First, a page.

5. The prerogative court is established for the trial of all testamentary causes, where the deceased hath left bona notabilia within two different diocesses. In which case the probate of wills belongs, as we have formerly seen m, to the archbishop of the province, by way of special prerogative. And all causes relating to the wills, administrations, or legacies of such persons are, originally, cognizable herein, before a judge appointed by the archbishop, called the judge of the prerogative court; from whom an appeallies by statute 25 Hen. VIII, c. 19, to the king in chancery, instead of the pope, as formerly '.

m Book II, ch. 52.

1. The several district, county, and corporation courts, in Virginia, have power to hear, and determine all causes testamentary, and to examine and take the proof of wills, and grant certificates, and to hear, and determine the right of administration of the estate

I pass by such ecclesiastical courts, as have only what is called a vii>mtt,ry, and not a contentious, jurisdiction; which are meresv -oncernecl in doing, or bailing, what no one opposes, and v. hicii keep an open office Tor purpose, (as granting dispensations, licences, faculties, and other remnants oi the papal extortions) but do not concern themselves with administering redress to any injury: and shall proceed to

6. The great court of appeal in all ecclesiastical causes, viz. the court of delegates, jud,ces dflcgati, appointed by the king's commission under his great seal, and issuing out of chancery, to represent his ro\ al person, and hear all appeals to him made by virtue of the before-mentioned statute of Henry VIII. This commission is frequently filled with lords, spiritual and temporal, and always with judges of the courts at Westminster, and doctors of the civil law. Appeals to Rome were always looked upon by the English nation, even in the times of popery, with an evil eye ; as being contrary to the liberty of the bubject, the honour of the crown, and the independence of the whole realm ; and were first introduced in very turbulent times in the sixteenth year of king Stephen (A.D. 1151,) at the same period (Sir Henry Spelman observes) that the civil and canon laws were first imported into England ". But, in a few \ ears after, to obviate this growing practice, the constitutions made at Clarendon, 11 Hen. II, on account of the disturbances, raised by archbishop Becket, and other zealots of the holy see, expressly declare0, that appeals in causes ecclesiastical ought to lie, from the archdeacon to the diocesan ; from the diocesan to the archbishop of the province ; and from the archbishop to the king; and are not to proceed an} farther without special licence from the crown. But the un-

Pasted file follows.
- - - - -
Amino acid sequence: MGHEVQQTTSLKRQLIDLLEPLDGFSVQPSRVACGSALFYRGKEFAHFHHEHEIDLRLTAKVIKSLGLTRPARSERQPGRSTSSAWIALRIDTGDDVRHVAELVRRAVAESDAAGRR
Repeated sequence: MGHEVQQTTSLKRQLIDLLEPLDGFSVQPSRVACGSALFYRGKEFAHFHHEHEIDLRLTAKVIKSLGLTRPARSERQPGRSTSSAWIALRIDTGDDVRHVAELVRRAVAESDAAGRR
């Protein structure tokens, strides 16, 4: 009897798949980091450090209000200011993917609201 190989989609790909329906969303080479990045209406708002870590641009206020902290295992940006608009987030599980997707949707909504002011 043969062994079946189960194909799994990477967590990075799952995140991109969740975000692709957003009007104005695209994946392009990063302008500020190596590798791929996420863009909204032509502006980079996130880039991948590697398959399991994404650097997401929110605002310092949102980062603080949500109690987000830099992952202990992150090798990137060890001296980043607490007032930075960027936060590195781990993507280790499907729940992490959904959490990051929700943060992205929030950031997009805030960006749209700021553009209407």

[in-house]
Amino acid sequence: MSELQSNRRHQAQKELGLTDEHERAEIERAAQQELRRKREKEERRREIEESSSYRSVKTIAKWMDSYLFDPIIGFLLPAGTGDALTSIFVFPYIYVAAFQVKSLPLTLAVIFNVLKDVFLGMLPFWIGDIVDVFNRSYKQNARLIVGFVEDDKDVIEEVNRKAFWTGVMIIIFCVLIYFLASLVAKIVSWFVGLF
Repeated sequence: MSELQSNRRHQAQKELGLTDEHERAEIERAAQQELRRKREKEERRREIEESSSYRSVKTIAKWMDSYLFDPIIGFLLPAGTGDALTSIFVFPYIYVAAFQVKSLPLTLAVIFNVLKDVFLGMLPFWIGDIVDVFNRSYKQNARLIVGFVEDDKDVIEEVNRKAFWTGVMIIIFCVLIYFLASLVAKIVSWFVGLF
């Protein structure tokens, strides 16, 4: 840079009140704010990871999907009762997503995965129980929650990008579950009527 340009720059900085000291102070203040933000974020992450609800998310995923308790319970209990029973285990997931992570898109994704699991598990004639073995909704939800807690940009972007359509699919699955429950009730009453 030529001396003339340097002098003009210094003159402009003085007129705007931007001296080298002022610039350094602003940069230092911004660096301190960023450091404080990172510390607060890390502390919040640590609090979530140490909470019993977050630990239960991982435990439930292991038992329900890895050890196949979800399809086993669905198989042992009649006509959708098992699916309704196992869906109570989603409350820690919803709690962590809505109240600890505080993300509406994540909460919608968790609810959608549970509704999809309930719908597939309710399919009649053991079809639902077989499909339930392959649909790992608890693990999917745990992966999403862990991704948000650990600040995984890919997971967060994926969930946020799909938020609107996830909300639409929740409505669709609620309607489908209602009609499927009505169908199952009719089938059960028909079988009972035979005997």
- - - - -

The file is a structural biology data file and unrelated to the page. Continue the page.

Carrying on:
« Cat. -xt lc^. 315.

o Chantei 8

of persons deceased, and intestate, within their respective jurisdictions. An iippcal, lies from the county and coiporation courts to the diitrict courts; and from the latter to the court of appeals, as in other c-.scs. The general coin t hath juri' diction of the like cases, throughout the stale, concurrent with the f' imcr, within their icspccthe jurisdictions. From this court an appeal also lies, 10 the court of appeals. V. L. 1794, c. 92.

happy advantage that was given in the reigns of king John, and his son Henrv the third, to the encroaching power of the pope, who was ever vigilant to improve all opportunities of extending his jurisdiction hither, at length riveted the custom of appealing to Rome, in causes ecclesiastical, so strongly, that it never could be thoroughly broken off, till the grand rupture happened in the reign of Henry the eighth ; when all the jurisdiction usurped by the pope, in matters ecclesiastical was restored to the crown, to which it originally belonged: so that the statute 25 Hen. VIII, was but declaratory of the antient law of the realm n. But in case the king, himself, be party in any of these suits, the appeal does not then lie to him in chancery, which would be absui d ; but, by the statute 24 Hen. VIII, c. 12, to all the bishops of the realm, assembled in the upper-house of convocation. '

7. A commission of review is a commission sometimes granted, in extraordinary cases, to revise the sentence of the court of delegates; when it is apprehended they have been led into a material error. This commission the king may grant, although the statutes 24 & 25 Hen. VIII, before cited declare the sentence of the delegates definitive : because the pope as supreme head, by the canon law used to grant such commission of review; and such authority as the pope heretofore exerted, is now annexed to the crown 1 by statutes 26 Hen. VIII, e. 1, and 1 Eliz. c. 1. But it is not matter of right, which the subject may demand ex debito jwtitiae ; but merely a matter of favour, and which, therefore, is often denied.

These are now the principal courts of ecclesiastical jurisdiction 2; none of which, are allowed to be courts of record: no

p 4 Inst. 341.

q Ibid.

2. The general court of Virginia, (before the revolution), had jurisdiction in all causes, matters and things whatsoever relating to, or concerning any person or persons, ecclesiastical, or civil, or to any person or things, of what nature soever the same might be, whether brought before them by original process, appeal from any inferior court, or by any other ways and means whatsoever. V. L. Edi.